Blue eyes and dark skin, thats how the European hunter-gatherer looked like 7,000 years ago
La Braña 1, the name used to baptize a 7,000 years old individual from the Mesolithic Period, whose remains were recovered at La Braña‐Arintero site in Valdelugueros (León, Spain) had blue eyes and dark skin. These details are the result of a study conducted by Carles Lalueza‐Fox, researcher from the Spanish National Research Council (CSIC), in collaboration with Eske Willerslev's centre for GeoGenetics, Natural History Museum of Denmark.
La Braña 1 represents the first recovered genome of an European hunter‐gatherer. The research is published in Nature.
The Mesolithic, a period that lasted from 10,000 to 5,000 years ago (between the Paleolithic and the Neolithic), ends with the advent of agriculture and livestock farming, coming from the Middle‐East. The arrival of the Neolithic, with a carbohydrate‐based diet and new pathogens transmitted by domesticated animals, entailed metabolic and immunological challenges that were reflected in genetic adaptations of post‐Mesolithic populations. Among these is the ability to digest lactose, which La Braña individual could not do.
Lalueza-Fox states: - However, the biggest surprise was to discover that this individual possessed African versions in the genes that determine the light pigmentation of the current Europeans, which indicates that he had dark skin, although we cannot know the exact shade”.
CSIC researcher, who works at the Institute of Evolutionary Biology (a joint centre of CSIC and the University Pompeu Fabra (UPF), located in Barcelona, adds:- Even more surprising was to find that he possessed the genetic variations that produce blue eyes in current Europeans, resulting in a unique phenotype in a genome that is otherwise clearly northern European.
The study of the genome suggests that current populations nearest to La Braña 1 are in northern Europe, such as Sweden and Finland. In addition, the work points out that La Braña 1 has a common ancestor with the settlers of the Upper Paleolithic site of Mal’ta, located in Lake Baikal (Siberia), whose genome was recovered a few months ago.
Lalueza-Fox concludes: - These data indicate that there is genetic continuity in the populations of central and western Eurasia. In fact, these data are consistent with the archeological remains, as in other excavations in Europe and Russia, including the site of Mal’ta, anthropomorphic figures – called Paleolithic Venus – have been recovered and they are very similar to each other.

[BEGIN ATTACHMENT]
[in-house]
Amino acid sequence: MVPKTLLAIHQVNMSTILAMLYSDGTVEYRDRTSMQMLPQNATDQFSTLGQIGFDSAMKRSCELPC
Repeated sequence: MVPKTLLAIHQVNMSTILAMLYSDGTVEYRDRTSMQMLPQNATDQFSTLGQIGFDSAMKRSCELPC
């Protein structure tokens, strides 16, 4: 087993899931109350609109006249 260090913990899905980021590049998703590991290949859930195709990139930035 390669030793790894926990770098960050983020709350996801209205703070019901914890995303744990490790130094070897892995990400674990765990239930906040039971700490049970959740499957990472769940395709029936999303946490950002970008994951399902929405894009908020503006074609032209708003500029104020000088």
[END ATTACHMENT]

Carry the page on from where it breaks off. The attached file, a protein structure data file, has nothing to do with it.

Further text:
Professor Eske Willerslev, Director of Centre for GeoGenetics, adds: - This is direct proof that the 24 thousand year old Malta individual from central Siberia not only provided genes to Native American ancestors but also is closely related to the early modern humans in Europe.
DNA with an “exceptional” preservation
La Braña‐Arintero site was discovered by chance in 2006 and excavated by Julio Manuel Vidal Encinas, archeologist of the Council of Castilla y León. The cave, located in a cold mountainous area with a steady temperature and 1,500 meters below the sea level, contributed to the “exceptional” preservation of the DNA from two individuals found inside, and they were called La Braña 1 and La Braña 2.
According to Iñigo Olalde, lead author of the study, the intention of the team is to try to recover the genome of the individual called La Braña 2, which is worse preserved, in order to keep obtaining information about the genetic characteristics of these early Europeans.
- The genome of an individual from the Mesolithic site of La Braña-Arintero (León, Spain) has been recovered
- The phenotype of this individual, with dark skin and blue eyes, does no longer exist in Europe
Professor Eske Willerslev
Centre for GeoGenetics
Natural History Museum of Denmark
University of Copenhagen
Office: +45 35 32 13 09
Mobile: +45 28 75 13 09
The Spanish National Research Council (CSIC)
Tel.: 91 5681472/7
When using images of the reconstructed person, please credit The Spanish National Research Council (CSIC) / The Natural History Museum of Denmark.
Please credit The Natural History Museum of Denmark when using the image of professor Eske Willerslev.